Satellite photos show Chinese and North Korean vessels transferring oil while in the Yellow Sea.  The photos were released by South Korean but were likely taken by US spy satellites.  China has made it clear that it does not support any sanctions that harm ordinary North Koreans and that it does not wish the regime in North Korea to fall.  President Trump does not seem to understand China’s interests in this dispute and he clearly expects China to support US objectives without reservation.  It is very difficult to understand how publicly shaming China’s behavior serves US interests in this matter.  In fact, Trump’s actions will likely alienate China even further.

Satellite Photos of Chinese and North Korean Ships Transferring Oil at Sea

 

The US military would have us believe that it has defeated Daesh (ISIS) in Iraq and Syria, but while it no longer controls extensive territory in those countries it is far from being defeated.  Indeed, the group has launched a brutal attack in Afghanistan where the US military has been engaged in its longest war.  The group attacked a Shi’ite cultural center in Kabul and the primary victims were children.  There is no military solution to the problem of violent extremism.  The US (as well as the Russians, the Kurds, the Iranian Revolutionary Guard, and the Syrian Army) have killed many supporters of ISIS, but the movement has proven to be highly resilient.

 

It is cold in South Hadley!!!  Much colder than we are used to in December and the forecast does not offer much hope for a warm-up very soon.  The rest of the world, however, seems to be enjoying warmer than usual temperatures.  Note how much warmer than normal it seems to be in the Arctic.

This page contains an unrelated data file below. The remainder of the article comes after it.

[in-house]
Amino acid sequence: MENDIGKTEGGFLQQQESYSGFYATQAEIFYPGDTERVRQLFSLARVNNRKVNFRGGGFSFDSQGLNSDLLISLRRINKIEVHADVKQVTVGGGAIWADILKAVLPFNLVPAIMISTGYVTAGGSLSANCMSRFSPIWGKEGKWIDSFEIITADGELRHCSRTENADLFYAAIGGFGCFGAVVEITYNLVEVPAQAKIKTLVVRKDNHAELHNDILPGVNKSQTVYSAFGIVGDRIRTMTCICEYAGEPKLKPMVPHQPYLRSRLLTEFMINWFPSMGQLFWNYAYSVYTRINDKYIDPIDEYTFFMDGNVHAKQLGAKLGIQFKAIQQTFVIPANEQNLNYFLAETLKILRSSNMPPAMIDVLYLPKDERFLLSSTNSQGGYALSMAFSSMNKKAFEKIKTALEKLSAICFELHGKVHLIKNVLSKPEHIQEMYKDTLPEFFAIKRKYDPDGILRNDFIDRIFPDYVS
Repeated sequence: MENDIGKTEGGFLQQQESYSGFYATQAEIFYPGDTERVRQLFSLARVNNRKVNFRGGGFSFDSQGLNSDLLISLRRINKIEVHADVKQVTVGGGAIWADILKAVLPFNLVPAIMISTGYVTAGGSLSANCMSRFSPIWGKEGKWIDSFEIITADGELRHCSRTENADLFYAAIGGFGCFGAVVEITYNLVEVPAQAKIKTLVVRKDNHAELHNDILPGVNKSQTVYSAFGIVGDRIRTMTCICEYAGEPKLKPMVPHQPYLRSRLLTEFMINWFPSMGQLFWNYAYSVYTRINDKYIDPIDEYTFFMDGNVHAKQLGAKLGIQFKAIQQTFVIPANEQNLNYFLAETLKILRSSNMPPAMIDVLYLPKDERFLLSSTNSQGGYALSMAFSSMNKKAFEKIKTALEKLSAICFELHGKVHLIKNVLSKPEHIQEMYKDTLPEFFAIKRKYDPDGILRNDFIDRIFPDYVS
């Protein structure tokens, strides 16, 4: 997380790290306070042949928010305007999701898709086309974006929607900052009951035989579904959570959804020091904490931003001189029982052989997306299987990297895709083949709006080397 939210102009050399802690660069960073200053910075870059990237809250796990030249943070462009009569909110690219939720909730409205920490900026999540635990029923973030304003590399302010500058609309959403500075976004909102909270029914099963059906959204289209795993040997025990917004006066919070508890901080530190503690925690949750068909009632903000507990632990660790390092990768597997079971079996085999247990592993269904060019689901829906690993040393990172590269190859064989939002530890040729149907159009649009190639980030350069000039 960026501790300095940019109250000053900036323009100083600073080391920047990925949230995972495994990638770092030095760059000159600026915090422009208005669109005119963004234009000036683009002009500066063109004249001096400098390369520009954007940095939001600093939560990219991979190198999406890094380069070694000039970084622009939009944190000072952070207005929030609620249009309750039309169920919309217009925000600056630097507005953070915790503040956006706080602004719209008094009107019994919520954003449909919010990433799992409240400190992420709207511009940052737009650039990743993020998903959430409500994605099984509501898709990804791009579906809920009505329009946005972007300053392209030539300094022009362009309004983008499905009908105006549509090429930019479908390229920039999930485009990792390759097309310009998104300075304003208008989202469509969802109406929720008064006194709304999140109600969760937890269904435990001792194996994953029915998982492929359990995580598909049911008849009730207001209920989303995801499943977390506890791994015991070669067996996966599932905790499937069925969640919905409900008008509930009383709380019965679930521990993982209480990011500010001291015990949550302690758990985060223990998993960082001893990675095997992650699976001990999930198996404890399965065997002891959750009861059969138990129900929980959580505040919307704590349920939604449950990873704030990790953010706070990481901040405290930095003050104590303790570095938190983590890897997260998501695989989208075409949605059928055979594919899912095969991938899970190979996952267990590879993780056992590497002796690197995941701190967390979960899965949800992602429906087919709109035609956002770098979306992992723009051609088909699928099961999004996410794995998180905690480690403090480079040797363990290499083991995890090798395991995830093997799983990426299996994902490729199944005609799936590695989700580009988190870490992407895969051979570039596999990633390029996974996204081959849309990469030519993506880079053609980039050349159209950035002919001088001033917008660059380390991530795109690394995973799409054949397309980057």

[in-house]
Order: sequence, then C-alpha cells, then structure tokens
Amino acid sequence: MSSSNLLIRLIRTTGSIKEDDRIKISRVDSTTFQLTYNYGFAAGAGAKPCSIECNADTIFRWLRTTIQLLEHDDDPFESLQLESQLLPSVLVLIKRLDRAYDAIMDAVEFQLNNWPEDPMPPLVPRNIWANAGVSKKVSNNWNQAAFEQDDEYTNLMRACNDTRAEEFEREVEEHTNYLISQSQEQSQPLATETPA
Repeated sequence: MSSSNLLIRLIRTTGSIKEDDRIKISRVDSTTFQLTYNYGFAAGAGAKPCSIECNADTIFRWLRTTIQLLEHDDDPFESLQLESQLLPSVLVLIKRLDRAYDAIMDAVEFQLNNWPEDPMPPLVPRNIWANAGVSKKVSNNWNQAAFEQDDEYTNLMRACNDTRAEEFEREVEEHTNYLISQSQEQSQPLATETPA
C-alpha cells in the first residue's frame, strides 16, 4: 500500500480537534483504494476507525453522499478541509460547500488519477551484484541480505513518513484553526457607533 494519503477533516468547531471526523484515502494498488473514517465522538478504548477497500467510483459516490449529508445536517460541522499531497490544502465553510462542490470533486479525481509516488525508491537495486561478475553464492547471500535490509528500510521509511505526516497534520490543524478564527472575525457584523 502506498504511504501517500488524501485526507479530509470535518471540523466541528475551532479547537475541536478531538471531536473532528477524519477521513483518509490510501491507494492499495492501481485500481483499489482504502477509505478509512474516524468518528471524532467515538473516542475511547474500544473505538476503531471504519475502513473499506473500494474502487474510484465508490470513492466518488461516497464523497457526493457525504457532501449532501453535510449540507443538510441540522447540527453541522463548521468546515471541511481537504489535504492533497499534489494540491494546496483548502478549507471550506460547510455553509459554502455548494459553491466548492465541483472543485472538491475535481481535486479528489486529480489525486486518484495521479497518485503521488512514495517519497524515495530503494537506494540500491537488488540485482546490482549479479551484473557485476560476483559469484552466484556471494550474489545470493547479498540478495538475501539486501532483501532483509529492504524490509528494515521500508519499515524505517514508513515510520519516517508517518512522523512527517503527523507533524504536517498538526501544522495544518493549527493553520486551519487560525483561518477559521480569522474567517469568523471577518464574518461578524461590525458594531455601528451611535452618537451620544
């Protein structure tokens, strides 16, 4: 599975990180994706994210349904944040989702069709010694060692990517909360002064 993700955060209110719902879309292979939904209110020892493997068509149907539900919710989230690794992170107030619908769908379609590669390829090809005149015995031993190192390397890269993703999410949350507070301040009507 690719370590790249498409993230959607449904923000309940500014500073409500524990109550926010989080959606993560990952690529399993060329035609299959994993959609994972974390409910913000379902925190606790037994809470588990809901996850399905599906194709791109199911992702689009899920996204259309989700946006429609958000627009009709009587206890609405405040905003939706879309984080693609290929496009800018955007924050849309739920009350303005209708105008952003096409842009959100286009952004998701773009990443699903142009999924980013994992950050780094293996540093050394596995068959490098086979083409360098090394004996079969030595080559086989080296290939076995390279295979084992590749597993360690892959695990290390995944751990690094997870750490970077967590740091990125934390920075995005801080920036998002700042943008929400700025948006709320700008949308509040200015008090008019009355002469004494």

Posted December 28, 2017 by vferraro1971 in World Politics

27 December 2017   Leave a comment

The world’s richest people became significantly richer in 2017.  The Bloomberg media outlet keeps a list of the 500 richest people in the world and found that they added $1 trillion to their collective wealth in 2017.  The increase was 23% greater than the increase in 2016 so the pace of accumulation seems to be picking up.  According to Bloomberg: “By the end of trading Tuesday, Dec. 26, the 500 billionaires controlled $5.3 trillion”.  The Guardian puts the good fortunes of the wealthy in context:

“These millionaires – who account for 0.7% of the world’s adult population – control 46% of total global wealth that now stands at $280tn. At the other end of the spectrum, the world’s 3.5 billion poorest adults each have assets of less than $10,000 (£7,600). Collectively these people, who account for 70% of the world’s working age population, account for just 2.7% of global wealth.”

It is hard to imagine that such inequality is sustainable over the long run.  As The Guardian puts it: “The world’s super-rich hold the greatest concentration of wealth since the US Gilded Age at the turn of the 20th century”.